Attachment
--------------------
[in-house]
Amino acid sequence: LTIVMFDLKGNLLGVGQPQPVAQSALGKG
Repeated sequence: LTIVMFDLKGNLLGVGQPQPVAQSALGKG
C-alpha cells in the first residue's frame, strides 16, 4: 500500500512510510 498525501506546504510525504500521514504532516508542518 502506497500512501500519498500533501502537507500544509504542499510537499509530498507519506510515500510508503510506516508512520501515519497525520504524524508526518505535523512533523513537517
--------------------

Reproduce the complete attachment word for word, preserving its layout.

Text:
[in-house]
Amino acid sequence: LTIVMFDLKGNLLGVGQPQPVAQSALGKG
Repeated sequence: LTIVMFDLKGNLLGVGQPQPVAQSALGKG
C-alpha cells in the first residue's frame, strides 16, 4: 500500500512510510 498525501506546504510525504500521514504532516508542518 502506497500512501500519498500533501502537507500544509504542499510537499509530498507519506510515500510508503510506516508512520501515519497525520504524524508526518505535523512533523513537517